Preventing email header injection

More than five years have passed since New York PHP published an extremely useful article warning developers of the dangers of email header injection, and providing detailed instructions of how to prevent it. Yet barely a week goes by without PHP newcomers posting requests for help with email scripts that still contain this vulnerability. Unfortunately, many beginners seem to use outdated scripts or tutorials that ignore basic security, and have never heard of email header injection. When they’re told about it, the NYPHP article is too technical for them to understand. So, this is an attempt to make it simple.

What is email header injection?

The PHP mail() function takes up to five arguments, the first three of which are required: the address(es) the mail is being sent to, the subject line, and the body of the message. The fourth argument allows you to specify additional headers, such as From, Reply-to, Cc, and Bcc. Email header injection usually targets weaknesses in the way this fourth argument is handled to insert bogus headers to turn your online form into a spam relay.

One of the most common uses of the fourth argument is to insert the user’s email address into the From or Reply-to header. It’s extremely convenient, because it allows you to reply directly to an email received from an online form just by clicking the Reply button in your email program. It’s also extremely convenient for an attacker. All that’s necessary is to add a string of spurious headers into the email field of your contact form, and your website becomes an instant spam relay—unless, of course, you take suitable precautions.

Preventing email header injection

The data filters introduced in PHP 5.2 make it easy to check that the value submitted through the email field of an online form contains a single email address and nothing else. So, if you want to put the user’s email address in a Reply-to header, you can check it like this (assuming the input field is named “email”):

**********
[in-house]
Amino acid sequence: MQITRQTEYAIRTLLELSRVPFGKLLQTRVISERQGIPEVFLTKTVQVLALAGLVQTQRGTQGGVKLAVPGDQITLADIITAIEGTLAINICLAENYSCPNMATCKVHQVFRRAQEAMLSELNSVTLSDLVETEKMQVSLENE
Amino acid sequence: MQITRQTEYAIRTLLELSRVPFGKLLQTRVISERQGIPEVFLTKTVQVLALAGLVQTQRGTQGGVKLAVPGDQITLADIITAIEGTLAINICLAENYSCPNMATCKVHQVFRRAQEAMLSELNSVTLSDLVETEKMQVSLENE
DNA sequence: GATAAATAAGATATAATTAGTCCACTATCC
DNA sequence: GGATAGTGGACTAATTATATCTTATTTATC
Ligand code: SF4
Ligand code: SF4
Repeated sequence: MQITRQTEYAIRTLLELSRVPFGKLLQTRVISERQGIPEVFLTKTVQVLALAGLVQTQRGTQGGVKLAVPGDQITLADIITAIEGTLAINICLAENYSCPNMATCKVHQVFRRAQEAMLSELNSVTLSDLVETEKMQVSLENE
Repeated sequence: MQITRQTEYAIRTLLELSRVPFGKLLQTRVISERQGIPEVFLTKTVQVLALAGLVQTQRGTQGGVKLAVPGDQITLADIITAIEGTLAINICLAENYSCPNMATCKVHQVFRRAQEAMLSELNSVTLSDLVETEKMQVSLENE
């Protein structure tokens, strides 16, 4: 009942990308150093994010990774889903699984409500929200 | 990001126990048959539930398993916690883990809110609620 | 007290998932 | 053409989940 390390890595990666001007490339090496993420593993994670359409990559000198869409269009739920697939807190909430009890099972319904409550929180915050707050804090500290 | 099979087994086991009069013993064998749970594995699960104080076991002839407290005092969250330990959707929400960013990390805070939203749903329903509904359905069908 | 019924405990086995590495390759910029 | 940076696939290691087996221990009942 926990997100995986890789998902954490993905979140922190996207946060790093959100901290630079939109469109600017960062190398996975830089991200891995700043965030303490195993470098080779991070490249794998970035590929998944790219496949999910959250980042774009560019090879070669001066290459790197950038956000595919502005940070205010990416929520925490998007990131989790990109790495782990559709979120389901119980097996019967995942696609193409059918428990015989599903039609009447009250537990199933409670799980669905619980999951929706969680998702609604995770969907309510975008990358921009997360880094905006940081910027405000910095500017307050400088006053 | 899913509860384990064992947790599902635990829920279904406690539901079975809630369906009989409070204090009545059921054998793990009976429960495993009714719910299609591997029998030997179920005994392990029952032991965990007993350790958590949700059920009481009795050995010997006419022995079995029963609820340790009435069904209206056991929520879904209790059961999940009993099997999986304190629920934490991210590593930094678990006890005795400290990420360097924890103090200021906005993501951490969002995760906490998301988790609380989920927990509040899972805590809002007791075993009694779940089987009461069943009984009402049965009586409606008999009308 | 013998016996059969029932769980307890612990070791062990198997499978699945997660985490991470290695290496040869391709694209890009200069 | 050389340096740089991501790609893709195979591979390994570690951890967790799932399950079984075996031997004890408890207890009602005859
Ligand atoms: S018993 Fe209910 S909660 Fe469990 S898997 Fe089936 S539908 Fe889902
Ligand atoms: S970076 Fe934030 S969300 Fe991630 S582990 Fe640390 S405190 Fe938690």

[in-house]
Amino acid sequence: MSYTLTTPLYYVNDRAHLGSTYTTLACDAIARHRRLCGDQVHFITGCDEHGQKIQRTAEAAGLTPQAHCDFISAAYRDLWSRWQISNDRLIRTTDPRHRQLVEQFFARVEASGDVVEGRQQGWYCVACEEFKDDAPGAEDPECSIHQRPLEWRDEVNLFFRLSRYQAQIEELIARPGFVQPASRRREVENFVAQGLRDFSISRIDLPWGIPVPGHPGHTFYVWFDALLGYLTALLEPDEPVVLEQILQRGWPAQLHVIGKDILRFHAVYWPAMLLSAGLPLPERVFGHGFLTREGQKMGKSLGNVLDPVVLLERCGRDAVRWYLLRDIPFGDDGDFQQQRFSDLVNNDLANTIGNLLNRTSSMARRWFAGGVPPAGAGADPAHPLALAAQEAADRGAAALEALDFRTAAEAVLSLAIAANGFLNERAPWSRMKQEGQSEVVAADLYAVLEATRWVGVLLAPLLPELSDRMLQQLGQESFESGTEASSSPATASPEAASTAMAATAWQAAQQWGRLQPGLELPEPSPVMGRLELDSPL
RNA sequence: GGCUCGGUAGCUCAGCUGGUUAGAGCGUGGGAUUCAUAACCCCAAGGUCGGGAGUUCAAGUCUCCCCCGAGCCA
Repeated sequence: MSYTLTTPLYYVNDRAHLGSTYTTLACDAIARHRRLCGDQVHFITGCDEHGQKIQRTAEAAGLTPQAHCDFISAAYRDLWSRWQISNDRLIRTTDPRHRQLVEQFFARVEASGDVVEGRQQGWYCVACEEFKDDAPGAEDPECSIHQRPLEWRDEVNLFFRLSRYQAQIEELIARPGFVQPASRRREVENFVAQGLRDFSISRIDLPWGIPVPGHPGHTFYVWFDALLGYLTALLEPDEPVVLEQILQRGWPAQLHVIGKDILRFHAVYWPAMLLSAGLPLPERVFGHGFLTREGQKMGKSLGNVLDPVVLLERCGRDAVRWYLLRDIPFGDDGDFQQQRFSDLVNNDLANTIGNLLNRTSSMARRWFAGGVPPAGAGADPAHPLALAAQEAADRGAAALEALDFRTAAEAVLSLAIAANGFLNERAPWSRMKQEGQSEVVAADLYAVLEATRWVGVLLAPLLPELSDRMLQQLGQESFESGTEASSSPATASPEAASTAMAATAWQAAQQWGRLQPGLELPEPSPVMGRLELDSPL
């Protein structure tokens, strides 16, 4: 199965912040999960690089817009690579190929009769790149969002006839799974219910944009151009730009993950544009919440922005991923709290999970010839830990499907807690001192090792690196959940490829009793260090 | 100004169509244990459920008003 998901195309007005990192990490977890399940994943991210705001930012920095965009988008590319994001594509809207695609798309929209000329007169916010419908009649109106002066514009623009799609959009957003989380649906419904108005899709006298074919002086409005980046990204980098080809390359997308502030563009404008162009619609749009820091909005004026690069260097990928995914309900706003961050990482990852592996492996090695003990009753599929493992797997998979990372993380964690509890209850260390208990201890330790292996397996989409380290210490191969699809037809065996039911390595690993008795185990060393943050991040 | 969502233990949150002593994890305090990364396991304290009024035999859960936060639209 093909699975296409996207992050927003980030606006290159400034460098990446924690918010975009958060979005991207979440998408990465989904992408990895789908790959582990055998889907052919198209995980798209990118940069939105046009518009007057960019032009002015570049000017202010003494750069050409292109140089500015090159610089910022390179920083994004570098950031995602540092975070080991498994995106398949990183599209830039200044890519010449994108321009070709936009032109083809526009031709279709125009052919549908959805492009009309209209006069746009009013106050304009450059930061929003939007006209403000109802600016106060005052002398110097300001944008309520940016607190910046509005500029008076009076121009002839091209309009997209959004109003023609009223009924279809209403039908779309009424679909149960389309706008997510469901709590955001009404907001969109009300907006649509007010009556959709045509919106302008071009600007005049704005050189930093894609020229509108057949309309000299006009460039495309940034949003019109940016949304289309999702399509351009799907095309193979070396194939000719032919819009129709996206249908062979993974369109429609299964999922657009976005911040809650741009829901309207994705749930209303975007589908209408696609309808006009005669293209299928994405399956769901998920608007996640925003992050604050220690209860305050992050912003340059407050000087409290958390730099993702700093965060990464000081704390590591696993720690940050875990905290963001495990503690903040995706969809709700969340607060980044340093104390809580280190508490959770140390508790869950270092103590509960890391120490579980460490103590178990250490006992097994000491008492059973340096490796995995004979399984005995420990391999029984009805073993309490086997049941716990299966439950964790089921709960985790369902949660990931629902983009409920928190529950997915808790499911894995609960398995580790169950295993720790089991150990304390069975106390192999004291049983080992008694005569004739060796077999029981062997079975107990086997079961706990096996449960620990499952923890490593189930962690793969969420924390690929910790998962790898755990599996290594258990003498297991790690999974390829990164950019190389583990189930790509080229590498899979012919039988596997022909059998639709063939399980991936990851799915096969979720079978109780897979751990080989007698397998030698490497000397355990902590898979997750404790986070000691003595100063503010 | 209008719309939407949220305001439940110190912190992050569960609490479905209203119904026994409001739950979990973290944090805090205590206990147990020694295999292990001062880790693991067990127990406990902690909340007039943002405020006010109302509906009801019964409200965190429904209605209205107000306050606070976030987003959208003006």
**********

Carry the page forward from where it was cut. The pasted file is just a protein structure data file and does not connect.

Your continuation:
$validemail = filter_input(INPUT_POST, 'email', FILTER_VALIDATE_EMAIL);
if ($validemail) {
$headers .= "Reply-to: $validemail\r\n";

Note that INPUT_POST and FILTER_VALIDATE_EMAIL are PHP constants, and must be in uppercase.

Using filter_input() like this is a simple, and effective way to prevent the email field of a contact form being exploited for header injection. Of course, you would probably want to take further action if the email address fails validation (the filter checks only that it’s in a valid format—it doesn’t check whether it’s a genuine address), such as redisplaying the form with an error message. This blog post is concerned only with basic prevention.

Is that all that’s needed?

Although the email field of a contact form is the main target, you also need to be careful about allowing user input in the first and second arguments to mail(): the address the message is being sent to, and the subject line. If both values are hard-coded in your script, there’s nothing to worry about. However, if your form allows the user to select from a choice of destination addresses, or insert a custom subject line, you need to sanitize those values before passing them to mail(). Don’t be fooled by thinking that a drop-down menu in your form limits the values that can be entered. It’s very easy for an attacker to bypass your preselected values.